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Hot Weather And Your Dog

Car Temperatures in Warm Weather

Did you know? Cars are like small ovens. They heat up fairly quickly in warm weather, especially if the windows are all rolled up. This can lead to a dangerous environment for your dog.

Many of us think "It's not that hot out, I can just run into the store and run back out again, my dog will be fine!". But that's not always the case. A car can quickly heat up to scorching temperatures. The chart below shows how long it takes for a car to heat up to dangerous temperatures.

75°F 10 Min. 100°F
75°F 30 Min. 120°F
85°F 5 Min. 90°F
85°F 7-8 Min. 100°F
90°F Less than 10 Min. 160°F
100°F 15 Min. 140°F

A dog can develop heatstroke when left in a car for too long. The symptoms of heatstroke in a dog are:

restlessness excessive thirst thick saliva heavy panting
lethargy lack of appetite dark tongue rapid heartbeat
fever vomiting bloody diarrhea lack of coordination

If you see a dog left alone in a hot car, note the car's color, model, make, and license plate number. Have the owner paged in the nearest buildings, or call the police. Don't leave the scene until the situation has been resolved.

Keep your furry friend healthy and comfortable! If it is a hot day, leave your pet at home while you run errands.

Boxer Health and Heat Stress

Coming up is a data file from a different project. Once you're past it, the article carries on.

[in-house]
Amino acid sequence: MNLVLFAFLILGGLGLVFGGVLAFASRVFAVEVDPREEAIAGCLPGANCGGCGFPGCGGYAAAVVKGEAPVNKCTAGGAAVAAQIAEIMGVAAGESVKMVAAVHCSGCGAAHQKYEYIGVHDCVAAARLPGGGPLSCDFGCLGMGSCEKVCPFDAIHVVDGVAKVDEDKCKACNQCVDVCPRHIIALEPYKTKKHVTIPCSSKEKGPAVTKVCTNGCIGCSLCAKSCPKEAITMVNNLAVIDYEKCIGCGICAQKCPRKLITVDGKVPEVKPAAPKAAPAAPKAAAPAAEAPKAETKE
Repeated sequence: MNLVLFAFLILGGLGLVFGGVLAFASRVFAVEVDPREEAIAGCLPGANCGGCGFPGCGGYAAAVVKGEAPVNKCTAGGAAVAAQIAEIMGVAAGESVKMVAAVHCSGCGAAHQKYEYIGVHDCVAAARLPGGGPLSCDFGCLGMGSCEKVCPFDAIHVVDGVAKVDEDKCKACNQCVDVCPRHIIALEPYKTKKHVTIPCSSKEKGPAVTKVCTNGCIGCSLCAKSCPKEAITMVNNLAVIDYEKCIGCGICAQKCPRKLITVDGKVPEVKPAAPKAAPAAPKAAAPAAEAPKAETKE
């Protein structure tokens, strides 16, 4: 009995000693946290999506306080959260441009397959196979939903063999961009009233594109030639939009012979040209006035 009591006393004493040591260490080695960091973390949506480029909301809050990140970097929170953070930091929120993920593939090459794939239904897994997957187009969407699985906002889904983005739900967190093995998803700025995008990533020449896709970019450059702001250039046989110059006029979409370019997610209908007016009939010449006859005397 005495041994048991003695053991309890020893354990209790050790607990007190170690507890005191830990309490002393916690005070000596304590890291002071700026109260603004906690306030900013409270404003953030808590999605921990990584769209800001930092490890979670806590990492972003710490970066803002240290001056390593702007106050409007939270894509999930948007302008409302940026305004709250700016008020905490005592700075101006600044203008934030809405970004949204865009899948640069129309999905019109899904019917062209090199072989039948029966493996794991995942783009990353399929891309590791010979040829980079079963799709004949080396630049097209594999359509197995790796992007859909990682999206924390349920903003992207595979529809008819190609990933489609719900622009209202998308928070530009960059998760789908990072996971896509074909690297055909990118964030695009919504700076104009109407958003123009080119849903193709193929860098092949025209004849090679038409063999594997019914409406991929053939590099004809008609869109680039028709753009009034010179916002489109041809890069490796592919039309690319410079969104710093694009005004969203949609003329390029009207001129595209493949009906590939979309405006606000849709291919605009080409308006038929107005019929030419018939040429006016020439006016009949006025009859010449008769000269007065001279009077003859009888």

(by a non-veterinarian Boxer lover who does dog sports in hot weather)

First of all, you might ask your vet in your area if they have any specific recommendations to help prevent your Boxer from the effects of heat stress. Here in Southern CA, we have almost no indoor dog facilities, so those of us who are active in dog sports end up taking our Boxers out in the hot weather for dog shows, training, and just for fun. While there are some dangers in doing this, we have learned, over the years, how to diminish the risks to our Boxers.

For those of you in cooler states, you need to remember that your Boxer, who is used to cooler weather overall, can overheat faster when your weather warms up because they are not used to it. So, in summertime or unseasonably warm weather everywhere, it is a good idea to be prepared.

What Happens to Dogs in Hot Weather?

As we know, people 'sweat' as their form of respiration (cooling off), and may breathe more heavily. Dogs do not have the same kind of sweat glands. They PANT, and they have some sweat glands on the bottoms of their paws, but that's it. Bracecyphalic dogs, like Boxers, have a shorter nose, and often, additional flesh inside their mouth and throat which makes their respiration less efficient. In other words, Boxers overheat more quickly than many other breeds of dogs, and this is very important to bear in mind. Weather that might not be too hot for another dog, MIGHT be too hot for your Boxer. High humidity may make it harder for your Boxer to cool off, too. So, how can you get your Boxer safely through hot and humid weather?

  1. Lots and lots of cool, fresh drinking water, available at all times for the dog, in the house or in the yard. If the weather is hot, and your Boxer is digging, it might be due to heat stress. This is an important time to help your Boxer cool off NOW! A child's wading pool filled with water is a great idea for many Boxers.
  2. A place to cool off. A dark, quiet place with a fan, drinking water, a cool mat to lie on, or again, the child's wading pool in the yard. You can buy a 'cool mat' from most pet supply places or you can make one from wet towels.
  3. A 'wet coat.' Again, you can buy these at dog shows or from pet supply catalogs, but you can make one from a wet terrycloth towel or a chamois. Place the wet, wrung out 'wet coat' over the dog.